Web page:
What is citizenship? Classical Languages help find the answer
A European project should help reinvigorate Latin teaching in secondary schools. 'By focusing on citizenship, we want to show that Latin is relevant to discussions about citizenship and migration.'
Dutch grammar schools have to defend themselves against the view of being elitist and thus inaccessible to minority groups. 'Classical Languages are also sometimes seen as old-white-male subjects, aiming to convey an old-fashioned cultural rule,' explains university lecturer Christoph Pieper. 'Then you have to ask yourself how you can still attract people from present-day society, and whether you still reflect society as it is today.'
Bridge to the present
A grant from the Erasmus+ programme is intended help to build a bridge to contemporary society. Together with lead applicant Lidewij van Gils from the University of Amsterdam and colleagues from universities in Trier, Paris, Turin and Ljubljana, Pieper will work to develop a didactic toolkit to accompany a speech by Roman politician Marcus Cicero. 'In Pro Archia, Cicero defends a Greek-speaking poet, a migrant, who was thought to have unjustly claimed Roman citizenship,' explains Pieper. 'That makes him very interesting in terms of content in a Europe where migration is a big issue right now.'
The fact that the speech is in Latin is a plus in this respect, Pieper believes: 'This speech is written in a language that is not national, but supranational. Latin is shared by very many countries and has a centuries-old common European educational tradition. Moving away from the specific and going back in time two thousand years gives you a very good starting point for the conversation with students about what citizenship and migration mean.'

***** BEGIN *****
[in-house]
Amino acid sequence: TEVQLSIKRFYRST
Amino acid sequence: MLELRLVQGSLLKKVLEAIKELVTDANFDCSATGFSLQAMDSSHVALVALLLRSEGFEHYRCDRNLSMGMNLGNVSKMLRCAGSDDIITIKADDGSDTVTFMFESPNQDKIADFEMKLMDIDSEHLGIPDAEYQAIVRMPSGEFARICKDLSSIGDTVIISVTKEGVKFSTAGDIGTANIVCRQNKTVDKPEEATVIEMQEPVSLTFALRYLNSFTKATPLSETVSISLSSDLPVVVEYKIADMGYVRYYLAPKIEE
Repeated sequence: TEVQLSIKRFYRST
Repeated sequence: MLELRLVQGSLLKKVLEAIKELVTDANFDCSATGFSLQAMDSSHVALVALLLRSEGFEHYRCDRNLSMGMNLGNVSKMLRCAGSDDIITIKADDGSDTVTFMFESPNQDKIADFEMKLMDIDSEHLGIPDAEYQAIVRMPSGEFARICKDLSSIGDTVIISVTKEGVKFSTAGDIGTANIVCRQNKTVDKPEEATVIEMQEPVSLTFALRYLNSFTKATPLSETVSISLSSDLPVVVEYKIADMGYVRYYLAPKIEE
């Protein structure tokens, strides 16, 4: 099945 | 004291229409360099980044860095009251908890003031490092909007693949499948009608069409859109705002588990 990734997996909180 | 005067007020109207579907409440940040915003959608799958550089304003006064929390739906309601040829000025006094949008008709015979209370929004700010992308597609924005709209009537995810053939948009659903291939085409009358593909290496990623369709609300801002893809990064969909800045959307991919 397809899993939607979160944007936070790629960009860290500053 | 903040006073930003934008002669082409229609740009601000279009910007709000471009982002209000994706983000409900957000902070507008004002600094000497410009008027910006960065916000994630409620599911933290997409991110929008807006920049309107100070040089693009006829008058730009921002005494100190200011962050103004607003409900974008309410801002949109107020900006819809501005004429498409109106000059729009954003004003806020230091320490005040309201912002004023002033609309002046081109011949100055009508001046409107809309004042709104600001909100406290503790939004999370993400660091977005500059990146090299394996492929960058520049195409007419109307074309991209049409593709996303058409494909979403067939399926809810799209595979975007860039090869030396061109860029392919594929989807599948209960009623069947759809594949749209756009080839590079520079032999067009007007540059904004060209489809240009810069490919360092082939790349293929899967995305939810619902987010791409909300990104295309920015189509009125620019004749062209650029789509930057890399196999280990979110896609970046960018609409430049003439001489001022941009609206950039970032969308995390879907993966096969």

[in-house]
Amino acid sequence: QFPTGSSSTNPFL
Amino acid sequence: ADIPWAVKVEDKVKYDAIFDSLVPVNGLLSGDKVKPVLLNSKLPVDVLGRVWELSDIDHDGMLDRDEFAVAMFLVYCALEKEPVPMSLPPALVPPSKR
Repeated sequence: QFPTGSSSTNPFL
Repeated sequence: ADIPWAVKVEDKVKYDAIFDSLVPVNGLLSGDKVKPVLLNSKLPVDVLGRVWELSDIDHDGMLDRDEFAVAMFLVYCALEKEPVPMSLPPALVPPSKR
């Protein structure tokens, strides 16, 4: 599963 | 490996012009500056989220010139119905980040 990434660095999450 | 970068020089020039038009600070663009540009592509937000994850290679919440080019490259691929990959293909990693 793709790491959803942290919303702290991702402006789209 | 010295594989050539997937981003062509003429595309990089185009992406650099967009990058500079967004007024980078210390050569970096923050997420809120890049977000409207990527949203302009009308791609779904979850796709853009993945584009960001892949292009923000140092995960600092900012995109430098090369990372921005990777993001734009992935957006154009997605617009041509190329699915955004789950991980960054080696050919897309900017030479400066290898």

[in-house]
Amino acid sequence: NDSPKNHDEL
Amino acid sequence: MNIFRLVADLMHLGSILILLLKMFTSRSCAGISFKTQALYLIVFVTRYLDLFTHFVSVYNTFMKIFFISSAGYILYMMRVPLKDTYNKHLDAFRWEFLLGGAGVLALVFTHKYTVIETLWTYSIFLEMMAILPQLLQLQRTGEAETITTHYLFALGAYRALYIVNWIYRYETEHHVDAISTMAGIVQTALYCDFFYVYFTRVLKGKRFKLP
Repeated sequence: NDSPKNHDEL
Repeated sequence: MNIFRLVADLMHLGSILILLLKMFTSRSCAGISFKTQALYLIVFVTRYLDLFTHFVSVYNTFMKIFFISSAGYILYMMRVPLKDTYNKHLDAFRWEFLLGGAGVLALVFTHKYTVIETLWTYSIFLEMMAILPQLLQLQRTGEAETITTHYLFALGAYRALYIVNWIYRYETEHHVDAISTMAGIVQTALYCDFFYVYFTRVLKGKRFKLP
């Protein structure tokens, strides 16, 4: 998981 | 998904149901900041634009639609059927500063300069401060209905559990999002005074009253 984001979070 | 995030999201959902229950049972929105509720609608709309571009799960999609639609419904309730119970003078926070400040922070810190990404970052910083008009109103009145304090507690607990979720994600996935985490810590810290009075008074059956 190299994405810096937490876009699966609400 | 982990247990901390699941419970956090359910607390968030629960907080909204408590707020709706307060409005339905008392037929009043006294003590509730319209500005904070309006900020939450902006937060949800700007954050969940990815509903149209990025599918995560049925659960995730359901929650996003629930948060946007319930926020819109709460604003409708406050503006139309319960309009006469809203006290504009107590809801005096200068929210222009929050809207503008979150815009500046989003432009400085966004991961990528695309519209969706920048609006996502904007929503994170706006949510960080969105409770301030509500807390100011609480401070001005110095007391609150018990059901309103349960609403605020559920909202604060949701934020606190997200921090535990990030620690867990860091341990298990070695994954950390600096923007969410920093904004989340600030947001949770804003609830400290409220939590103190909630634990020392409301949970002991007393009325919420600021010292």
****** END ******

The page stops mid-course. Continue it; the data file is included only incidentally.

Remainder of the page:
Working with teachers
Over the next few years, Pieper and his European colleagues will work to create a toolkit for teachers. 'A few years ago, I made a website with four Dutch colleagues with a commentary on Cicero. That was right in corona time, so that website was used a lot and the commented speech eventually became exam material. It was also received very enthusiastically at international conferences. So for this project, we will again write a commentary on a speech in which we address grammar, but also the broader social embedding of the text.'
In addition to the website, Pieper and his colleagues will also provide several workshops for secondary school teachers. 'For example, we will look at how speech has been read over the centuries, but we also want to make it possible for students to experience rhetoric with a small competition, in which they can submit a video with their version of the speech.’
Workshop participants can then share their new-found knowledge with their supporters in education. 'All participating scientists have good links to education, so we expect it to spread,' says Pieper. 'I myself am very curious to see how this will work out in Slovenia, for example, because I know very little about teaching Latin there. And of course it would be wonderful if, because of this project, this text by Cicero is chosen for the final exam in a few years' time.'